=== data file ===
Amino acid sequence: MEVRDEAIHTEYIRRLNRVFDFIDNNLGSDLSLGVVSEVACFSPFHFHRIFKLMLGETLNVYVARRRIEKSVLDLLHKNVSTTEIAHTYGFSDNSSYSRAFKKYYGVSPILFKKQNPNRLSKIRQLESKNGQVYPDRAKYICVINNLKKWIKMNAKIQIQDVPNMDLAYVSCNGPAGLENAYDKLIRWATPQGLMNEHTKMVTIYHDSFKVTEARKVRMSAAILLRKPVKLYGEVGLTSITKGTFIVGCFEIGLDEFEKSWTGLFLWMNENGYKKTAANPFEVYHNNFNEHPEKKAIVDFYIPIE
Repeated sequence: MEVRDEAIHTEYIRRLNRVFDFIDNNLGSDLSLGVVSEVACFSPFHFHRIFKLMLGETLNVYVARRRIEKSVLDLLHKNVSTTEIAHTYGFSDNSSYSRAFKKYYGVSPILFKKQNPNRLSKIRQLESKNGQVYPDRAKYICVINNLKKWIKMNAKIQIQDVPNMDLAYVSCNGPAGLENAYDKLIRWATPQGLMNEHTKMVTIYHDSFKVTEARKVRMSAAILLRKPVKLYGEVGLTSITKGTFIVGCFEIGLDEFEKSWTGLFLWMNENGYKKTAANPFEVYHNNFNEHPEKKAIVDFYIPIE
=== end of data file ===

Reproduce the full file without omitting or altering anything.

Amino acid sequence: MEVRDEAIHTEYIRRLNRVFDFIDNNLGSDLSLGVVSEVACFSPFHFHRIFKLMLGETLNVYVARRRIEKSVLDLLHKNVSTTEIAHTYGFSDNSSYSRAFKKYYGVSPILFKKQNPNRLSKIRQLESKNGQVYPDRAKYICVINNLKKWIKMNAKIQIQDVPNMDLAYVSCNGPAGLENAYDKLIRWATPQGLMNEHTKMVTIYHDSFKVTEARKVRMSAAILLRKPVKLYGEVGLTSITKGTFIVGCFEIGLDEFEKSWTGLFLWMNENGYKKTAANPFEVYHNNFNEHPEKKAIVDFYIPIE
Repeated sequence: MEVRDEAIHTEYIRRLNRVFDFIDNNLGSDLSLGVVSEVACFSPFHFHRIFKLMLGETLNVYVARRRIEKSVLDLLHKNVSTTEIAHTYGFSDNSSYSRAFKKYYGVSPILFKKQNPNRLSKIRQLESKNGQVYPDRAKYICVINNLKKWIKMNAKIQIQDVPNMDLAYVSCNGPAGLENAYDKLIRWATPQGLMNEHTKMVTIYHDSFKVTEARKVRMSAAILLRKPVKLYGEVGLTSITKGTFIVGCFEIGLDEFEKSWTGLFLWMNENGYKKTAANPFEVYHNNFNEHPEKKAIVDFYIPIE